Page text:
Just months before my own wedding, I sat with my mom in the living room of the home I had grown up in, as she explained that divorce was the next exit on the highway of our family’s history. It had been several weeks since she had told me that her and my father’s marriage was in serious trouble. Now, she told me more: They had gotten married way too young, noting that if she could do it all over again, she would have chosen another route for her life, someone other than my father to share life with. . . .

I existed only because my mother and father had become one, creating me out of the abundance of their covenant community. Now, standing amid the debris and shock of the collision that ended their marriage, all this felt up for grabs. If I was through their union, who could I be in their division? If I was because of their coming together, who would I be if they nullified the community that gave me life? Could I be at all? . . .

I offer all this philosophical musing to underscore why divorce—which affects about 40 percent of Americans under age 21 today—is so devastating for young people. Our society assumes in conversation about divorce that the real issues are ones of knowledge and advantage. Popular psychologists and TV talk-show doctors tell us that divorce need not be a big deal as long as children know it’s “not their fault.” Such youth just need to know that Mommy and Daddy are voiding their union for their own reasons, ones that have nothing to do with them.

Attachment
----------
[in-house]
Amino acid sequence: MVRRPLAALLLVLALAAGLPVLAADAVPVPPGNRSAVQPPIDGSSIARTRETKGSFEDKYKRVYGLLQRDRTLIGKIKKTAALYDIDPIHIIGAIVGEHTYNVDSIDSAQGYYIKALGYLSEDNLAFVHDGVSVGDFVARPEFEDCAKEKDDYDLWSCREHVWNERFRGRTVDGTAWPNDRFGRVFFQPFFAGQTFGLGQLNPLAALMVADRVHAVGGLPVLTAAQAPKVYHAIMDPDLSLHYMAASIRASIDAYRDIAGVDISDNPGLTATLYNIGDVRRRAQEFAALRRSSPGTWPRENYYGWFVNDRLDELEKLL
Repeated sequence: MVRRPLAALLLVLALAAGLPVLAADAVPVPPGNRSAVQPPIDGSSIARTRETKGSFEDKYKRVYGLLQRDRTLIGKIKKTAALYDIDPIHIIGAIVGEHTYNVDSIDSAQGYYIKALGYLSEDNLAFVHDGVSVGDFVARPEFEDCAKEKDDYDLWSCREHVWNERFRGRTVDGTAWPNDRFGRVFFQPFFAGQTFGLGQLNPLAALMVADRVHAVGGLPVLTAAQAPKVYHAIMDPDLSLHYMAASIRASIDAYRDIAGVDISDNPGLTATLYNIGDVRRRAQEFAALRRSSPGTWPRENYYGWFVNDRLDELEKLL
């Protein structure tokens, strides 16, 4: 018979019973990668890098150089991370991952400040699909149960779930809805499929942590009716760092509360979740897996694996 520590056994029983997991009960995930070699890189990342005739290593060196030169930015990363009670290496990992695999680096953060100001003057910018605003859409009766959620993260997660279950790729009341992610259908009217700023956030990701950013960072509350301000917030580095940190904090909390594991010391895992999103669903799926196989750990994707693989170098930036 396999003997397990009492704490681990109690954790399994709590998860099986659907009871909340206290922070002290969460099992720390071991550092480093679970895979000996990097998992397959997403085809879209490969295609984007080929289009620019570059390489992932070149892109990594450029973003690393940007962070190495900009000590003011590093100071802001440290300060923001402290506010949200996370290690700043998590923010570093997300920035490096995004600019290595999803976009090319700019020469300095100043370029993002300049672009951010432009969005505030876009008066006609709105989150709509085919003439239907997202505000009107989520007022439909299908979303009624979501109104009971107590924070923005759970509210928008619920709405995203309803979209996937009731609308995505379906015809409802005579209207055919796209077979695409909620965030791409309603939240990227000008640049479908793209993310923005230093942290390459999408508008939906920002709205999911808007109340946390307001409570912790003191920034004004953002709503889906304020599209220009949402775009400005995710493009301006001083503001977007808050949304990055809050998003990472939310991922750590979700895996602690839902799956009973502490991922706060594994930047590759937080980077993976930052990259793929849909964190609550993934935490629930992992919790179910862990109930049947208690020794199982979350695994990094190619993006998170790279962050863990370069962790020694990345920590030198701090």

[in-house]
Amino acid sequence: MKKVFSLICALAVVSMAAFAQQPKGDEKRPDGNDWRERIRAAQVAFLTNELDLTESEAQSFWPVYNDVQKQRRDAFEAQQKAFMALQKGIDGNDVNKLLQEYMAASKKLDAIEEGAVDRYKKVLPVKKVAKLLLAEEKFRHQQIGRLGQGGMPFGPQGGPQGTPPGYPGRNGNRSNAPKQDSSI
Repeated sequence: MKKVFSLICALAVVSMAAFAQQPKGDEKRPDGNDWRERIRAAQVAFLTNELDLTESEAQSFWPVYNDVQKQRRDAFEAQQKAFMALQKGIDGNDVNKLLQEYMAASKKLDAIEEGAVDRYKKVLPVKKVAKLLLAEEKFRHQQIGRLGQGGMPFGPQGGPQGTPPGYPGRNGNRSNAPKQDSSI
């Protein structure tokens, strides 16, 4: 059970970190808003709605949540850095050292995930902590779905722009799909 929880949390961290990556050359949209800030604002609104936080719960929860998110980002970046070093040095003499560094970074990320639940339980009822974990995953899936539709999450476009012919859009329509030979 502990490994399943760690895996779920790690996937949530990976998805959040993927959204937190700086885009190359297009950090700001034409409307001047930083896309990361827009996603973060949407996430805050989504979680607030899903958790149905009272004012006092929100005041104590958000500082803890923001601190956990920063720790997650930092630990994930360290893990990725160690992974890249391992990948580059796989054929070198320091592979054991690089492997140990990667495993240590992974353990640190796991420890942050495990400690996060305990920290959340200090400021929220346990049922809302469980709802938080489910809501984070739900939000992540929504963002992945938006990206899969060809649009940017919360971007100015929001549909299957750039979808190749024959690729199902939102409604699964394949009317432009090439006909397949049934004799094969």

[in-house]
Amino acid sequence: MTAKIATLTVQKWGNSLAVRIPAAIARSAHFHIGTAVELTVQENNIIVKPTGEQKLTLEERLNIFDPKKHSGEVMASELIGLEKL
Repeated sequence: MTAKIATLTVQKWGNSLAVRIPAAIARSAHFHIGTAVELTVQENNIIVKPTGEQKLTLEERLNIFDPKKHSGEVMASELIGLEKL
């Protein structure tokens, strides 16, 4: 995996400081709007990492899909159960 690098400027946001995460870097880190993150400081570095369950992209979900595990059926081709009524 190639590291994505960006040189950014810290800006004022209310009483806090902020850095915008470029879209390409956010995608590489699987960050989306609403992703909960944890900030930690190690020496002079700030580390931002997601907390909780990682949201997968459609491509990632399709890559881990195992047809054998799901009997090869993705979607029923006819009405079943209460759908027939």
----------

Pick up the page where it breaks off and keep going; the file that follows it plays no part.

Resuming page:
Further, our university-based number counters tell us that divorce should be prevented because it quickly takes away economic and social capital, so young people need structures and programs to keep them from losing their economic advantages.

God, himself in triune relationship, spoke creation out of nothingness for the sake of relationship. In the same way, in his or her beginning, every child is meant to be welcomed into the beauty of existence through the embrace of mother and father.

I don’t wish to diminish the psychological and economic impact of divorce. But if we truly are relational beings, then divorce is centrally an issue not of psychology nor of economics but of ontology—an issue of our very being. It therefore feels a little like being erased, like losing our being in the deep divide that separates our divorcing parents.